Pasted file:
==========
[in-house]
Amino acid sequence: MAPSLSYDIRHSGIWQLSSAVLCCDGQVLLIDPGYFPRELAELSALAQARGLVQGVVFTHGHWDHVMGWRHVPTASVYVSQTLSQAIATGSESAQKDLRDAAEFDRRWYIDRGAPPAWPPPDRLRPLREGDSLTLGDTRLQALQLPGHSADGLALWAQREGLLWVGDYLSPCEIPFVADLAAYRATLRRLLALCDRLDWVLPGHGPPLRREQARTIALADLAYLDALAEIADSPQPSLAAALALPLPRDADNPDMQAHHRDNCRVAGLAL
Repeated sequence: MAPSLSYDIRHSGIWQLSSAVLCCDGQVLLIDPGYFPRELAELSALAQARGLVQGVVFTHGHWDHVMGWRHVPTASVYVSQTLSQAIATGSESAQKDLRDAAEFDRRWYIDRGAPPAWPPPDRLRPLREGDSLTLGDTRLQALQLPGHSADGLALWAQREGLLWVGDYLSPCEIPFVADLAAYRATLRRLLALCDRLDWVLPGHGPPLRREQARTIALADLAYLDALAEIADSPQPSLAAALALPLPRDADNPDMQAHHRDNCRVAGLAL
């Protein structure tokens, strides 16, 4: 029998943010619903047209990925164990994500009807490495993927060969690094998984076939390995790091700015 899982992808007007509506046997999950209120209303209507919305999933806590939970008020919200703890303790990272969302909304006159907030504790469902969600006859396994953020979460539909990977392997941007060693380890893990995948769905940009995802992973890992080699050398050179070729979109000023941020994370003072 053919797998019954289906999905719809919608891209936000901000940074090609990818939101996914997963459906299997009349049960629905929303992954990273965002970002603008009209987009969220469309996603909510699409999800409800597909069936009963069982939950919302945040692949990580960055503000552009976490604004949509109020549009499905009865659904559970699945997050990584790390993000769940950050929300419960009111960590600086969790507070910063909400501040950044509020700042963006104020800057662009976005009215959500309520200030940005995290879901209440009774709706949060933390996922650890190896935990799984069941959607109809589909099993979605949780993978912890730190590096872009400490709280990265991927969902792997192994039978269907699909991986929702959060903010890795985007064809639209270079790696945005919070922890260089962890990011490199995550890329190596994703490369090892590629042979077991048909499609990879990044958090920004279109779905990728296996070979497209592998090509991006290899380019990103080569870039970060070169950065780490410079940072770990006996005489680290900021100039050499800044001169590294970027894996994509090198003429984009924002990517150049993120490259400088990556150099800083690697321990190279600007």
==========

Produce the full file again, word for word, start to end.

[in-house]
Amino acid sequence: MAPSLSYDIRHSGIWQLSSAVLCCDGQVLLIDPGYFPRELAELSALAQARGLVQGVVFTHGHWDHVMGWRHVPTASVYVSQTLSQAIATGSESAQKDLRDAAEFDRRWYIDRGAPPAWPPPDRLRPLREGDSLTLGDTRLQALQLPGHSADGLALWAQREGLLWVGDYLSPCEIPFVADLAAYRATLRRLLALCDRLDWVLPGHGPPLRREQARTIALADLAYLDALAEIADSPQPSLAAALALPLPRDADNPDMQAHHRDNCRVAGLAL
Repeated sequence: MAPSLSYDIRHSGIWQLSSAVLCCDGQVLLIDPGYFPRELAELSALAQARGLVQGVVFTHGHWDHVMGWRHVPTASVYVSQTLSQAIATGSESAQKDLRDAAEFDRRWYIDRGAPPAWPPPDRLRPLREGDSLTLGDTRLQALQLPGHSADGLALWAQREGLLWVGDYLSPCEIPFVADLAAYRATLRRLLALCDRLDWVLPGHGPPLRREQARTIALADLAYLDALAEIADSPQPSLAAALALPLPRDADNPDMQAHHRDNCRVAGLAL
């Protein structure tokens, strides 16, 4: 029998943010619903047209990925164990994500009807490495993927060969690094998984076939390995790091700015 899982992808007007509506046997999950209120209303209507919305999933806590939970008020919200703890303790990272969302909304006159907030504790469902969600006859396994953020979460539909990977392997941007060693380890893990995948769905940009995802992973890992080699050398050179070729979109000023941020994370003072 053919797998019954289906999905719809919608891209936000901000940074090609990818939101996914997963459906299997009349049960629905929303992954990273965002970002603008009209987009969220469309996603909510699409999800409800597909069936009963069982939950919302945040692949990580960055503000552009976490604004949509109020549009499905009865659904559970699945997050990584790390993000769940950050929300419960009111960590600086969790507070910063909400501040950044509020700042963006104020800057662009976005009215959500309520200030940005995290879901209440009774709706949060933390996922650890190896935990799984069941959607109809589909099993979605949780993978912890730190590096872009400490709280990265991927969902792997192994039978269907699909991986929702959060903010890795985007064809639209270079790696945005919070922890260089962890990011490199995550890329190596994703490369090892590629042979077991048909499609990879990044958090920004279109779905990728296996070979497209592998090509991006290899380019990103080569870039970060070169950065780490410079940072770990006996005489680290900021100039050499800044001169590294970027894996994509090198003429984009924002990517150049993120490259400088990556150099800083690697321990190279600007």